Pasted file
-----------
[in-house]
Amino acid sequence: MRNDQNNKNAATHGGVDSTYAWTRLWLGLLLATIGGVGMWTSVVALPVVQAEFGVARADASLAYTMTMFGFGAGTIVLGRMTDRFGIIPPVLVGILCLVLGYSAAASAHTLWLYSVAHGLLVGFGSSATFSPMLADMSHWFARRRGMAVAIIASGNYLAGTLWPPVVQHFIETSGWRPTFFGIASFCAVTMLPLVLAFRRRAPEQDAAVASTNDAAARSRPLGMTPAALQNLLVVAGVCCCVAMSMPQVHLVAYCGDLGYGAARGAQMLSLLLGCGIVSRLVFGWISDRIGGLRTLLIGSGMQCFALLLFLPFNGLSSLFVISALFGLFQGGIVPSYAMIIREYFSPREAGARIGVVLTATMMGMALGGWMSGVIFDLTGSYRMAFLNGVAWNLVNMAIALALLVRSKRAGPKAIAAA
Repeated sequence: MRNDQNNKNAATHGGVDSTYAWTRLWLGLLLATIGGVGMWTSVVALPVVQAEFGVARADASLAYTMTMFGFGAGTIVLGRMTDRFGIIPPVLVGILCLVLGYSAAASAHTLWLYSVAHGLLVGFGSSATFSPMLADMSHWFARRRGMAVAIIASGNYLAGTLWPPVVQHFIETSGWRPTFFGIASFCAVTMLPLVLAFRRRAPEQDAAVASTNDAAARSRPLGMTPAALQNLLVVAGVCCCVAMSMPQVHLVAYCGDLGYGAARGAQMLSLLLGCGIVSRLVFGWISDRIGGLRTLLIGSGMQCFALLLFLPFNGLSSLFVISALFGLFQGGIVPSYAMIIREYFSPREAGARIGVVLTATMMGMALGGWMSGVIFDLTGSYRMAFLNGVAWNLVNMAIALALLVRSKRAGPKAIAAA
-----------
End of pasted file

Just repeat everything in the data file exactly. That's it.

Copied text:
[in-house]
Amino acid sequence: MRNDQNNKNAATHGGVDSTYAWTRLWLGLLLATIGGVGMWTSVVALPVVQAEFGVARADASLAYTMTMFGFGAGTIVLGRMTDRFGIIPPVLVGILCLVLGYSAAASAHTLWLYSVAHGLLVGFGSSATFSPMLADMSHWFARRRGMAVAIIASGNYLAGTLWPPVVQHFIETSGWRPTFFGIASFCAVTMLPLVLAFRRRAPEQDAAVASTNDAAARSRPLGMTPAALQNLLVVAGVCCCVAMSMPQVHLVAYCGDLGYGAARGAQMLSLLLGCGIVSRLVFGWISDRIGGLRTLLIGSGMQCFALLLFLPFNGLSSLFVISALFGLFQGGIVPSYAMIIREYFSPREAGARIGVVLTATMMGMALGGWMSGVIFDLTGSYRMAFLNGVAWNLVNMAIALALLVRSKRAGPKAIAAA
Repeated sequence: MRNDQNNKNAATHGGVDSTYAWTRLWLGLLLATIGGVGMWTSVVALPVVQAEFGVARADASLAYTMTMFGFGAGTIVLGRMTDRFGIIPPVLVGILCLVLGYSAAASAHTLWLYSVAHGLLVGFGSSATFSPMLADMSHWFARRRGMAVAIIASGNYLAGTLWPPVVQHFIETSGWRPTFFGIASFCAVTMLPLVLAFRRRAPEQDAAVASTNDAAARSRPLGMTPAALQNLLVVAGVCCCVAMSMPQVHLVAYCGDLGYGAARGAQMLSLLLGCGIVSRLVFGWISDRIGGLRTLLIGSGMQCFALLLFLPFNGLSSLFVISALFGLFQGGIVPSYAMIIREYFSPREAGARIGVVLTATMMGMALGGWMSGVIFDLTGSYRMAFLNGVAWNLVNMAIALALLVRSKRAGPKAIAAA